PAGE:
Vernon Gene ODLE, Appellant, v. S. Frank THOMPSON, Superintendent, Oregon State Penitentiary, Respondent.
Plaintiff appealed from a judgment dismissing his petition for a writ of habeas corpus, in which he alleged that he was entitled to release on parole. While the appeal was pending, plaintiff was released from prison and was placed on active parole supervision. Defendant has moved to dismiss the appeal, arguing that plaintiff's release has rendered his petition moot. Plaintiff replies that he is currently subject to active, rather than inactive, supervision as a result of his unlawful confinement after April 1997, when, he asserts, he was entitled to release. He contends that more onerous restrictions on his liberty that result from active parole supervision require us to address the merits of his claim in order to provide relief from those consequences.
Plaintiff relies on ORS 144.085. That statute provides, in part:
“(1) All prisoners sentenced to prison for more than 12 months shall serve active periods of parole or post-prison supervision as follows:
“ * * * * *
“(b) Twelve months of active parole or post-prison supervision for crimes in crime categories four to 10;
“(c) Prisoners sentenced as dangerous offenders under ORS 161.725 and 161.735, for aggravated murder under ORS 163.105 or for murder under ORS 163.115 shall serve at least three years of active parole or post-prison supervision;
“ * * * * *
“(e) Prisoners sentenced for robbery in the first degree under ORS 164.415 or for arson in the first degree under ORS 164.325 shall serve three years of active parole or post-prison supervision.
“(2) Except as authorized in subsections (3) and (4) of this section, when an offender has served the active period of parole or post-prison supervision established under subsection (1)(a) or (b) of this section, the supervisory authority shall place the offender on inactive supervision status.
“(3) No sooner than 30 days prior to the expiration of an offender's active parole or post-prison supervision period as provided in subsection (1) of this section, the supervisory authority may send to the State Board of Parole and Post-Prison Supervision a report requesting the board to extend the active supervision period or to return the offender to active supervision status, not to exceed the supervision term imposed by the sentencing court under the rules of the Oregon Criminal Justice Commission and applicable laws, if the offender has not substantially fulfilled the supervision conditions or has failed to complete payment of restitution. The report shall include:
“(a) An evaluation of the offender's compliance with supervision conditions;
“(b) The status of the offender's court ordered monetary obligations, including fines and restitution, if any;
“(c) The offender's employment status;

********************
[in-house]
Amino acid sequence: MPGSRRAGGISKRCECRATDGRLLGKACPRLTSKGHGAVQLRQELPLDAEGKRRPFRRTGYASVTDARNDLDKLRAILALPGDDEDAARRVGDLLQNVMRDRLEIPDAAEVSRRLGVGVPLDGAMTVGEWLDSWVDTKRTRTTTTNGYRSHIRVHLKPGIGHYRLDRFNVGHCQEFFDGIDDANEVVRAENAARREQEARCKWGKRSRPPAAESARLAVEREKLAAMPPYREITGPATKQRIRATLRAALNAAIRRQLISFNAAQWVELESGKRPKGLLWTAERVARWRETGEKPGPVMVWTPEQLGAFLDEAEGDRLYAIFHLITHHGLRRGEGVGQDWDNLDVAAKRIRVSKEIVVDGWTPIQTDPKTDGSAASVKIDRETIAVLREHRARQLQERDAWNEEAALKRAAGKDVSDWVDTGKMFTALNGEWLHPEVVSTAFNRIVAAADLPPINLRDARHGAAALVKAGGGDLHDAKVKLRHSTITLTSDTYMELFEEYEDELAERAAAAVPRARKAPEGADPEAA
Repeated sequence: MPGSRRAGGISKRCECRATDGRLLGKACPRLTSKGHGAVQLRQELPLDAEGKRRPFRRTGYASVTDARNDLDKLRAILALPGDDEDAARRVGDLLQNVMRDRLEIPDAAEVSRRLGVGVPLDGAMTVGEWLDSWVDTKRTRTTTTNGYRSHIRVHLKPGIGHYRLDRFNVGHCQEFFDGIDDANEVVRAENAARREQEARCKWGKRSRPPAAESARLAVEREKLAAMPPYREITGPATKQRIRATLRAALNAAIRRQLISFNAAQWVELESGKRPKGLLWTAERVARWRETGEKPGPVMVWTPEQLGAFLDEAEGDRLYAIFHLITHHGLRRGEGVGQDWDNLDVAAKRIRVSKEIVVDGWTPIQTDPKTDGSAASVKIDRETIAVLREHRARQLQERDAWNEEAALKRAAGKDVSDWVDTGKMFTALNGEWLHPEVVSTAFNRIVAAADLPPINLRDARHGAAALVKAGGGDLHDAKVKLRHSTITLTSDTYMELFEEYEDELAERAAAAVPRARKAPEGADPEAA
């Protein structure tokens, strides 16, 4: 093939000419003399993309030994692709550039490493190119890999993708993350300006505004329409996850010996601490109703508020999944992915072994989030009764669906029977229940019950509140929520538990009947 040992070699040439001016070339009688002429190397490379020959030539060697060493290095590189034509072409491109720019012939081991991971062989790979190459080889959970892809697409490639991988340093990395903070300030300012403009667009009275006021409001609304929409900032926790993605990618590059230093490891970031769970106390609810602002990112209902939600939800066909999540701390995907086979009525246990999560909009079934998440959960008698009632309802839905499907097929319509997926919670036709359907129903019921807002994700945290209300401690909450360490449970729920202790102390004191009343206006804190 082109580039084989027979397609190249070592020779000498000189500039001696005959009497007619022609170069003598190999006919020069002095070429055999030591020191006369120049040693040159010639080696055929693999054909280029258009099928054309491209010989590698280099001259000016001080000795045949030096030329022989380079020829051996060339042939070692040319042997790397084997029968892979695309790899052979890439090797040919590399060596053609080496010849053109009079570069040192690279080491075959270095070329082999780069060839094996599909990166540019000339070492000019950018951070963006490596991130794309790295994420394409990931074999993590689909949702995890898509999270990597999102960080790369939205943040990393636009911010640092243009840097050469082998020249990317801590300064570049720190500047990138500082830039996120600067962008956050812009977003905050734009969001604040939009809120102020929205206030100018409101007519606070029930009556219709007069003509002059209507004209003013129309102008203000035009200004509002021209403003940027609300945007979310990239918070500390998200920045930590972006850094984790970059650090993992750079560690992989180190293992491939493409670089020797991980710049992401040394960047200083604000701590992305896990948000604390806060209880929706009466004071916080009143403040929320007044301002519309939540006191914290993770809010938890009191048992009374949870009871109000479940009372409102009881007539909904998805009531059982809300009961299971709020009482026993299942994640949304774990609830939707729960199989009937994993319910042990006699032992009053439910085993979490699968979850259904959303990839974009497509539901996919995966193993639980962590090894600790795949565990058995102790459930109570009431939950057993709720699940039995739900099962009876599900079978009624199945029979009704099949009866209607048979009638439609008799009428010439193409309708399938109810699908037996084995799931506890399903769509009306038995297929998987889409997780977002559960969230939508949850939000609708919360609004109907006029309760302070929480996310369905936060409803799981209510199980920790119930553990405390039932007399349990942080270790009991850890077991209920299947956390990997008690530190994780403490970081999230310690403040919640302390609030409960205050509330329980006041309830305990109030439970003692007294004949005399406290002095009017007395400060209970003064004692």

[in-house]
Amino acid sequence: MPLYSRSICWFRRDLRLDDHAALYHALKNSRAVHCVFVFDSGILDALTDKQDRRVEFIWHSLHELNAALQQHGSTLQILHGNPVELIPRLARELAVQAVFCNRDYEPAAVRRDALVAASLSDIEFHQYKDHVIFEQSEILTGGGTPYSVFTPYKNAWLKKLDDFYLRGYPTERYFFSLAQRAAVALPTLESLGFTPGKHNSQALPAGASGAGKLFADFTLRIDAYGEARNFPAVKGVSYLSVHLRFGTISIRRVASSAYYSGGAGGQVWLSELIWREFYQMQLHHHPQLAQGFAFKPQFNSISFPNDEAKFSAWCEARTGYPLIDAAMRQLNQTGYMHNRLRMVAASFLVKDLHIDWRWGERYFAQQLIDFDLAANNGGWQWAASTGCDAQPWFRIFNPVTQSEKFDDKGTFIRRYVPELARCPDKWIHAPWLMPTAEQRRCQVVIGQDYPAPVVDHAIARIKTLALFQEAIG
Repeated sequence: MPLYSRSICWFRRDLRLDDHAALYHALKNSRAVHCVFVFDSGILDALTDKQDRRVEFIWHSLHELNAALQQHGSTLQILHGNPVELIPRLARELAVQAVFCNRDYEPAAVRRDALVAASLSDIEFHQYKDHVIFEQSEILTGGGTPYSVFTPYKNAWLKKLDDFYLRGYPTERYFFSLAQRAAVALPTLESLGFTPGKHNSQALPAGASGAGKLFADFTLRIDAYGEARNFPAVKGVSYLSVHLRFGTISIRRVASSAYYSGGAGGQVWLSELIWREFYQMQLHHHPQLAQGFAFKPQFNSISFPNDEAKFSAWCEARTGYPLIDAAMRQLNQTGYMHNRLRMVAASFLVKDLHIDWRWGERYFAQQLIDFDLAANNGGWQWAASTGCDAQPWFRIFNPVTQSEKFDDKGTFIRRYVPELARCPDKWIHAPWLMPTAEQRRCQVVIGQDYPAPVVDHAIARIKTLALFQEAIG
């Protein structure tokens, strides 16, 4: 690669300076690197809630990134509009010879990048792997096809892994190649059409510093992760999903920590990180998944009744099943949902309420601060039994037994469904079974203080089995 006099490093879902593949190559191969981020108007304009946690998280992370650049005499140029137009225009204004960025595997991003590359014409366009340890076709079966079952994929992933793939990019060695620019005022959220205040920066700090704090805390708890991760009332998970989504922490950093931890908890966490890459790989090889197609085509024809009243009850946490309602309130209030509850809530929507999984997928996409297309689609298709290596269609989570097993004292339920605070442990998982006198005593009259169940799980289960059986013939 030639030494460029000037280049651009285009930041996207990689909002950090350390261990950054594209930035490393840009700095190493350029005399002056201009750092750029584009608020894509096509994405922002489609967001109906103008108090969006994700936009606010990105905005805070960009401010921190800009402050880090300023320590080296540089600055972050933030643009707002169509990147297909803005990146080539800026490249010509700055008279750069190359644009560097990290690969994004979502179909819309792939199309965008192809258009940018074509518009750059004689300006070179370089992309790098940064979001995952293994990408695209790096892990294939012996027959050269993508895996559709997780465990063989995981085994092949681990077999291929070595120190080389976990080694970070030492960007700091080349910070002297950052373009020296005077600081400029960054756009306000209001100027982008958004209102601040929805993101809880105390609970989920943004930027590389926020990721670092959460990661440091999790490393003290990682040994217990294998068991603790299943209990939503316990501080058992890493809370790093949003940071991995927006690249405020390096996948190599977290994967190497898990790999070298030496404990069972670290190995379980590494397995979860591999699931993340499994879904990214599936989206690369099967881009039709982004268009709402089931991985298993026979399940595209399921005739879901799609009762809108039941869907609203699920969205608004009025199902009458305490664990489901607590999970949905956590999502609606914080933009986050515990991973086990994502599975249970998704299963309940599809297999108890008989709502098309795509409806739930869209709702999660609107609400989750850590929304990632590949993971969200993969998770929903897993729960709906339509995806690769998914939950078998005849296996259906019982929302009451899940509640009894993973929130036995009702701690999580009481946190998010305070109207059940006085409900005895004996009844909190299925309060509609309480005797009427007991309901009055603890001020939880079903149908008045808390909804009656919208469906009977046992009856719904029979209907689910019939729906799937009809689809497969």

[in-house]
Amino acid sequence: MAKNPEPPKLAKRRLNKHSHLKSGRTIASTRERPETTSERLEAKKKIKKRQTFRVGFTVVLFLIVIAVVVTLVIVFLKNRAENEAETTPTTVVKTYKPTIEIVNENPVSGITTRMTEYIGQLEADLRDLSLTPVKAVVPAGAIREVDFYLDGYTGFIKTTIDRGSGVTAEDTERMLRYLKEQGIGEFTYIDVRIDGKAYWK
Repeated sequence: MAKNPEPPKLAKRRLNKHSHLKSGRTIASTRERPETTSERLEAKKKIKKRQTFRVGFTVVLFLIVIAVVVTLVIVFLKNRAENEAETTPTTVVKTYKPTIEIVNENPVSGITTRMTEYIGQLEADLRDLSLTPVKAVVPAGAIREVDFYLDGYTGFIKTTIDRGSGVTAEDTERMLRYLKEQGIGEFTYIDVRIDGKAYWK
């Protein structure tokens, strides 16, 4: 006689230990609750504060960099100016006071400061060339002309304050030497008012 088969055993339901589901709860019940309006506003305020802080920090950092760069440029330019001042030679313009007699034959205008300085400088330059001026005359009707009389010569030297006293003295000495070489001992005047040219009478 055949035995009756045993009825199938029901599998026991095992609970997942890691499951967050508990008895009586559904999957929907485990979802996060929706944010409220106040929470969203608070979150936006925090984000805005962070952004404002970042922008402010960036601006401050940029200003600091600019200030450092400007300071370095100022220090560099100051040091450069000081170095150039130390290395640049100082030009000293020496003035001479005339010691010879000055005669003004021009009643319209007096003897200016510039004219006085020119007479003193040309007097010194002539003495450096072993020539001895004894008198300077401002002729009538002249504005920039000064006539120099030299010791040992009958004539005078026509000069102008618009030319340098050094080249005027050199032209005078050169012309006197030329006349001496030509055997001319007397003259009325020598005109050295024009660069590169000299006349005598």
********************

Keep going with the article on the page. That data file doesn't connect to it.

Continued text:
“(d) The offender's address;
“(e) Treatment program outcome;
“(f) Any new criminal activity; and
“(g) A recommendation that the board extend the supervision period or return the offender to active supervision status.
“(4) After reviewing the report submitted under subsection (3) of this section, the board may extend the active supervision period or return the offender to active supervision status, not to exceed the supervision term imposed by the sentencing court under the rules of the Oregon Criminal Justice Commission and applicable laws, if it finds the offender has not substantially fulfilled the supervision conditions or has failed to complete payment of restitution.” (Emphasis added.)
Plaintiff argues that, under subparagraph (1)(b), he should have been placed on active supervision for 12 months following his release and then should have been transferred to inactive supervision under paragraph (2). He contends that, because he was entitled to release in April 1997, he should have been transferred to inactive supervision status in April 1998 and should enjoy that status at the present time.
Plaintiff is mistaken in assuming that subparagraph (1)(b) applies to him. Plaintiff's crimes of conviction are murder, ORS 163.115, and first-degree robbery, ORS 164.415. The murder conviction brought plaintiff within subparagraph (1)(c), which required him to “serve at least three years of active parole or post-prison supervision.” (Emphasis added.) By its terms, the statute accords discretion to a supervisory authority to determine whether and when, after three years of active supervision, an inmate convicted of murder will be transferred to inactive supervision status. Thus, even if plaintiff should have been released in April 1997, he is nonetheless not entitled, at any stage of parole, to be placed on inactive supervision.1